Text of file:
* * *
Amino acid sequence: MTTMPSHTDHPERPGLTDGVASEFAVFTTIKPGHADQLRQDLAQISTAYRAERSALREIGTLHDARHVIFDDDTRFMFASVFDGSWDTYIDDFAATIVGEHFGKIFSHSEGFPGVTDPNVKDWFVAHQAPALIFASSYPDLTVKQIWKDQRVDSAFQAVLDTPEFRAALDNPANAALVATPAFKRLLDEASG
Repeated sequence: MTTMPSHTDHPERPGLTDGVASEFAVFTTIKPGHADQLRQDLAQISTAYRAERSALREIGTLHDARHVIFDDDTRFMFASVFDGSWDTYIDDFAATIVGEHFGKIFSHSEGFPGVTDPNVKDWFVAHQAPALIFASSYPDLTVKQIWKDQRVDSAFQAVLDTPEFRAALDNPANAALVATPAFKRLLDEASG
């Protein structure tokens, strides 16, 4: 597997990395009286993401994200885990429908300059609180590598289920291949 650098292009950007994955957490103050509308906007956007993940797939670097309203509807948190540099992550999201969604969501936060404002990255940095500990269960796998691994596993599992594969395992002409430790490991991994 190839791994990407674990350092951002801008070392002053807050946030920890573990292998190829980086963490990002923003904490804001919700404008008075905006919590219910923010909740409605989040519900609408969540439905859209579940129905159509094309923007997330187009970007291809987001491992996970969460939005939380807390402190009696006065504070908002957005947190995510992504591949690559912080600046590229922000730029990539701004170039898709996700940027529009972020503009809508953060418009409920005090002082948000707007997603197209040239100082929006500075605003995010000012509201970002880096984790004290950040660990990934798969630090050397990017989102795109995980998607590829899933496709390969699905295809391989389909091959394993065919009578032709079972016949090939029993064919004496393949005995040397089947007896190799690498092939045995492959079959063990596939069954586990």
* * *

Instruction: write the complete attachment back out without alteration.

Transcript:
Amino acid sequence: MTTMPSHTDHPERPGLTDGVASEFAVFTTIKPGHADQLRQDLAQISTAYRAERSALREIGTLHDARHVIFDDDTRFMFASVFDGSWDTYIDDFAATIVGEHFGKIFSHSEGFPGVTDPNVKDWFVAHQAPALIFASSYPDLTVKQIWKDQRVDSAFQAVLDTPEFRAALDNPANAALVATPAFKRLLDEASG
Repeated sequence: MTTMPSHTDHPERPGLTDGVASEFAVFTTIKPGHADQLRQDLAQISTAYRAERSALREIGTLHDARHVIFDDDTRFMFASVFDGSWDTYIDDFAATIVGEHFGKIFSHSEGFPGVTDPNVKDWFVAHQAPALIFASSYPDLTVKQIWKDQRVDSAFQAVLDTPEFRAALDNPANAALVATPAFKRLLDEASG
């Protein structure tokens, strides 16, 4: 597997990395009286993401994200885990429908300059609180590598289920291949 650098292009950007994955957490103050509308906007956007993940797939670097309203509807948190540099992550999201969604969501936060404002990255940095500990269960796998691994596993599992594969395992002409430790490991991994 190839791994990407674990350092951002801008070392002053807050946030920890573990292998190829980086963490990002923003904490804001919700404008008075905006919590219910923010909740409605989040519900609408969540439905859209579940129905159509094309923007997330187009970007291809987001491992996970969460939005939380807390402190009696006065504070908002957005947190995510992504591949690559912080600046590229922000730029990539701004170039898709996700940027529009972020503009809508953060418009409920005090002082948000707007997603197209040239100082929006500075605003995010000012509201970002880096984790004290950040660990990934798969630090050397990017989102795109995980998607590829899933496709390969699905295809391989389909091959394993065919009578032709079972016949090939029993064919004496393949005995040397089947007896190799690498092939045995492959079959063990596939069954586990």